The town of Iłowa has always been beyond the margins of my ‘mental map of the region’ despite its geographical closeness to my home town. I’ve never been there, and have never had any desire to go there. Somehow something has always put me off. Last summer I was told about a Japanese garden in Iłowa, and learnt there was a walking route between the two towns. I didn’t have time to explore that then so it was left for another occasion. This happened this year.
On Friday morning I boarded a bus and 20 minutes later I got off in the centre of a surprisingly bigger town than I’d expected. My attention was immediately drawn by a very distinctive white building; as it turned out its wide gate was actually an entrance to a former palace and its park. I went through the gate and I faced a massive tall building partially hidden behind the trees; it was the palace, now hosting a local high school. In front of it there was a patch of parkland, but it wasn’t the famous one. I had to go round the school to enter a vast area of lawns, decorative trees, fountains and strange looking artefact. In a corner between the school and the park a Japanese garden was hiding. The whole place was a testimony tothe huge efforts that had been taken on to restore it to its former glory, previously neglected over the decades. There’s still quite a long way to go, but I’m sure that those responsible can achieve great results with their determination and love of the place.
My exploration led me to an odd building at the end of a long straight path. It turned out to be a bridge across the road below. Looking for an interesting composition to take a photo I actually found the beginning of the trail I was to follow; a sign painted on a tree was obvious. Luckily it happened just when I’d finished my exploration of the park, so I could hit the road instantly, and I did.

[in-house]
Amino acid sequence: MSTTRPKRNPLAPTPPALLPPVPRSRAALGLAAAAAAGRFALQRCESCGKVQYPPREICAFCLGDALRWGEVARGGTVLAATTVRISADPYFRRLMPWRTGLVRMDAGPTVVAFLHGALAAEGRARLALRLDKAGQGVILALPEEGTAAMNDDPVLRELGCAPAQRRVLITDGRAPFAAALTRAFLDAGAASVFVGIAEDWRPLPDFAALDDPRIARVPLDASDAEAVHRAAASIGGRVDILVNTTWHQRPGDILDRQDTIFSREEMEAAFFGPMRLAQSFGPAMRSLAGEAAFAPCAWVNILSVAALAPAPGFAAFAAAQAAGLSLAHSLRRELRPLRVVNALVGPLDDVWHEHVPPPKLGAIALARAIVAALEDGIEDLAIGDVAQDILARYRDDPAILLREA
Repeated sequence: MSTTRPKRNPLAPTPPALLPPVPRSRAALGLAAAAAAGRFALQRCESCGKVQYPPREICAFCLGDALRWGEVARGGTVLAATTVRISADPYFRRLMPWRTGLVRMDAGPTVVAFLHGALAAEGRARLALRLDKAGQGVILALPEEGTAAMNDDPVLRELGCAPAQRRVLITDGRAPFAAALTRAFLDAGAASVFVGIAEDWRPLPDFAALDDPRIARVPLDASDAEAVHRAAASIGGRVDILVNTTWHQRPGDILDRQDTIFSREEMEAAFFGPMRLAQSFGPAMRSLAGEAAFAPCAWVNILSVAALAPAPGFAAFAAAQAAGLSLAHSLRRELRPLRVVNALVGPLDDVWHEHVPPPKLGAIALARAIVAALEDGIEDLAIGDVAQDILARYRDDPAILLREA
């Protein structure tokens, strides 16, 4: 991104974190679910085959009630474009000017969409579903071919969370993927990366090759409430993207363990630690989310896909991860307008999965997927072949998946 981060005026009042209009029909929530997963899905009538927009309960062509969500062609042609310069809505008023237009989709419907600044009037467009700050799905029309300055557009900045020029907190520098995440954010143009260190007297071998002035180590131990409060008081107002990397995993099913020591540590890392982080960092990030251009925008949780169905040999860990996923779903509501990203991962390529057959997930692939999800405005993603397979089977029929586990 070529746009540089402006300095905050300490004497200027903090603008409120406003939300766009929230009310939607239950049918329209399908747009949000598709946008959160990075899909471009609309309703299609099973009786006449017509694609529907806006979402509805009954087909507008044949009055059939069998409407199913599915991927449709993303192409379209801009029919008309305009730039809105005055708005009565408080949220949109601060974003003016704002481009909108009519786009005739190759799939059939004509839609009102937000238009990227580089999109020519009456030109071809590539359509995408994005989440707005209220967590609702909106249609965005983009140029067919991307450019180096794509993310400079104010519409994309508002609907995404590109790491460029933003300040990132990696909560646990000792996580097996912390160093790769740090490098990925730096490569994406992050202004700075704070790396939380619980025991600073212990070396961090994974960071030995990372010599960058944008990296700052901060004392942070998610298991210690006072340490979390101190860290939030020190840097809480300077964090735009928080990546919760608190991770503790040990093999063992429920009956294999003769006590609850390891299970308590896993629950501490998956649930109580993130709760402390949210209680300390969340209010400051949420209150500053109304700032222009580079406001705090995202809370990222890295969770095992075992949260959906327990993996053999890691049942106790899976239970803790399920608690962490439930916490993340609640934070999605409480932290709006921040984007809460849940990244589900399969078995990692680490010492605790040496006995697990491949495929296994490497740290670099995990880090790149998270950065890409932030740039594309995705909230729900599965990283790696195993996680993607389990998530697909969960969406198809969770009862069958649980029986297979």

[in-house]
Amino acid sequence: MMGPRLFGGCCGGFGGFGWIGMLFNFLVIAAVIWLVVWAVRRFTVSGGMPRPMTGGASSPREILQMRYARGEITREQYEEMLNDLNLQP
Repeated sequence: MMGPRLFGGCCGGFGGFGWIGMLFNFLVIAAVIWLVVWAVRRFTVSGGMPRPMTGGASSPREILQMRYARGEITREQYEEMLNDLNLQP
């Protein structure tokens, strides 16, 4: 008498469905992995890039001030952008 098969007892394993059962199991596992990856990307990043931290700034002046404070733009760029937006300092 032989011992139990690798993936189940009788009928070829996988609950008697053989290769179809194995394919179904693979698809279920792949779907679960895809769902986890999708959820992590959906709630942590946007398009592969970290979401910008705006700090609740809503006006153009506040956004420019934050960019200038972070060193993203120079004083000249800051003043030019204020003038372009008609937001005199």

The trail ran along an old cobbled uneven road with little traffic. It went through a residential area for a little while, then the cobbles turned into tarmac, and the buildings into grassy fields with much fewer houses. The road was winding gently its way forward without any spectacular scenery or happenings. But despite walking on tarmac (not my favourite surface for walking) it was rather pleasant, mostly because there was very little traffic, and the weather was good, with the Sun shining and the sky blue. That was the case for many kilometres, all the way to the village of Konin Żagański and a couple of kilometres beyond. There the trail left the tarmac road and from there the rest of my walk was through the woodland.
That meant no traffic, not even a scarce one, a surface nicer to my feet, and some cover from the sun that had become too strong and too hot for my liking. Those changes aside the walk remained pretty uneventful, but still pleasant.
A few kilometres further on I was entering the little village of Żaganiec. An old lady behind a fence was staring at me so intensely that somehow I overlooked a trail sign with rather disastrous results. I followed the most obvious tarmac road in the direction of my finish line, only to find that the road ended on the bank of the river Czerna, where the remains of a destroyed bridge showed clearly I’d taken the wrong turn. I had to come back through the village, swallowing my pride when I met thesurprised looks of the locals. It turned out the trail counterintuitively went exactly the opposite direction for about a couple of hundred meters, then turned right into the woods and then ran through it all the way to the Museum of Allied Prisoners of War, where the trail ended.
The museum is located in the outskirts of the town of Żagań, so I still had quite a distance to cover in order to reach the town centre. One obvious route was along a very busy road. Another one led through the forest where the infamous PoWs camp Stalag Luft III (the Great Escape) had been located. I decided to take the latter as it was much nicer and quieter. About 15 minutes or so later I arrived at the spot where the famous escape took place. Recently a watchtower had been erected, and with bits of barbed-wire fence, the tunnel’s exit and entrance, and the tunnel marked on the ground it gave a pretty good view how audacious the whole enterprise had been. I wasn’t short of admiration for those who had carried out that plan, and paid with their lives.